September 28, 2015

Research Groups: Friday, October 2

9:30 AM - 11:00 AM
Phonetics/Phonology Group

Group discussion: Katz, J. (2015). Hip-hop rhymes reiterate phonological typology. Lingua, 160, 54-73.

11:00 AM - 12:30 PM
Language Variation and Change Group

Practice talks for NWAV 44:

Paulina Lyskawa (University of Maryland), Emilia Melara (University of Toronto), and Ruth Maddeaux (University of Toronto): "Heritage speakers abide by all the rules: Evidence of language-contact effects in Heritage Polish word-final devoicing."

Emilie LeBlanc (York University): "Vraiment vraiment intense: The use of intensifiers in Acadian French adolescent speech."

12:30 PM - 2:00 PM
Semantics Group

Raj Singh (Carleton University): "On the preference for global over local accommodation"

It is commonly assumed that presuppositions typically project out of embedded positions (“global accommodation”). Under restricted conditions, this projection can be blocked, in which case we say that the presupposition has been cancelled (“local accommodation”). To the extent that the generalization is correct, it remains unexplained. However, we will point out ways in which the generalization has been misstated. A further complication is that theories typically invoke several mechanisms to make sense of the data. For example, the satisfaction theory involves at least a projection component, a strengthening component (to deal with the proviso problem), and a cancellation component (local accommodation). Similar concerns can be raised for other approaches.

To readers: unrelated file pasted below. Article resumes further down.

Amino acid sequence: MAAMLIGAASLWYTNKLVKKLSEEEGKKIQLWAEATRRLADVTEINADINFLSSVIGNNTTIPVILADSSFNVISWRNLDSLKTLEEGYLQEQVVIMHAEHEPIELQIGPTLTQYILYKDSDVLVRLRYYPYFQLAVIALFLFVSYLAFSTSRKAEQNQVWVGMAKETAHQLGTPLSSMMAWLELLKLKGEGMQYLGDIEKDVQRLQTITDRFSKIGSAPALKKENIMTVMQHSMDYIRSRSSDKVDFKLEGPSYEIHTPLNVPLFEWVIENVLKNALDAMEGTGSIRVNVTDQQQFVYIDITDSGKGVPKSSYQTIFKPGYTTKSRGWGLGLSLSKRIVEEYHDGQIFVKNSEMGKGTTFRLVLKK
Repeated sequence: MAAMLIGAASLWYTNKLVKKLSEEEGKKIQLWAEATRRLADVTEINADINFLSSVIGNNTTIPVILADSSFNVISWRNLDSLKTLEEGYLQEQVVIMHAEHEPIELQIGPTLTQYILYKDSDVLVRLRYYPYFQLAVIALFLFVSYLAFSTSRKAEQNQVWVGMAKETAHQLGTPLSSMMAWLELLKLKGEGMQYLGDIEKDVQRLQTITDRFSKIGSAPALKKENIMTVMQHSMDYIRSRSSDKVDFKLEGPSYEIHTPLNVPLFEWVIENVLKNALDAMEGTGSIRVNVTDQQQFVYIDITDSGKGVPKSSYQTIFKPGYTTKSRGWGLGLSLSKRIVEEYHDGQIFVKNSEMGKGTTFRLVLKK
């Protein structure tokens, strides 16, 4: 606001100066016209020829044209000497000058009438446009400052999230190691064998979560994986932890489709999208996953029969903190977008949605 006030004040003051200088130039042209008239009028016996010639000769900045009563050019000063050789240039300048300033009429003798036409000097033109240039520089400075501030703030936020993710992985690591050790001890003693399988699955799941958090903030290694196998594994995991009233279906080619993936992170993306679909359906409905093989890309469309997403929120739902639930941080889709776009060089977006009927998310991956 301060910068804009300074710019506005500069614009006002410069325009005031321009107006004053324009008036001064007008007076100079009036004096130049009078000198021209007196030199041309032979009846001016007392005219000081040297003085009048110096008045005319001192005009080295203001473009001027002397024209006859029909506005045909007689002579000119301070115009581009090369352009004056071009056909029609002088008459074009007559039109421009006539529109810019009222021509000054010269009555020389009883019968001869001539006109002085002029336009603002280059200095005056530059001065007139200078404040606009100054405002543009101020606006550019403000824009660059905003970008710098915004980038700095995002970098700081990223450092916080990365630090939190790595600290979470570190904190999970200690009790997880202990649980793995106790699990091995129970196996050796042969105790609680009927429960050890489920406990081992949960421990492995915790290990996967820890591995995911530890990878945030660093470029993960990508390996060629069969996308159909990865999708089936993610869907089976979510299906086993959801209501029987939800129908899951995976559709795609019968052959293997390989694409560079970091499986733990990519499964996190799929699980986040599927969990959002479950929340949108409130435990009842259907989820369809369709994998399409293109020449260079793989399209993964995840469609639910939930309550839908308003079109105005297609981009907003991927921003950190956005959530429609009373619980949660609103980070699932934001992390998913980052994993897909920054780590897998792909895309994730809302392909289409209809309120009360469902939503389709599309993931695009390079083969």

The goal of this talk is to work toward a more descriptively adequate generalization of the relevant preference principle, and to suggest that the revised generalization hints at a principled explanation and a reduction in the inventory of presupposition-specific mechanisms. The key insight is that pragmatic presuppositions are determined using a set of alternatives derived by taking the projected presuppositions of alternatives to the utterance. Assuming this, default `global accommodation’ amounts to selecting the maximal subset of alternatives (the entire set), and `local’ accommodation amounts to selecting the minimal subset (the empty set). This eliminates the need for a cancellation mechanism, and converts the “global over local” question into one of why “max” is preferred to “min”.

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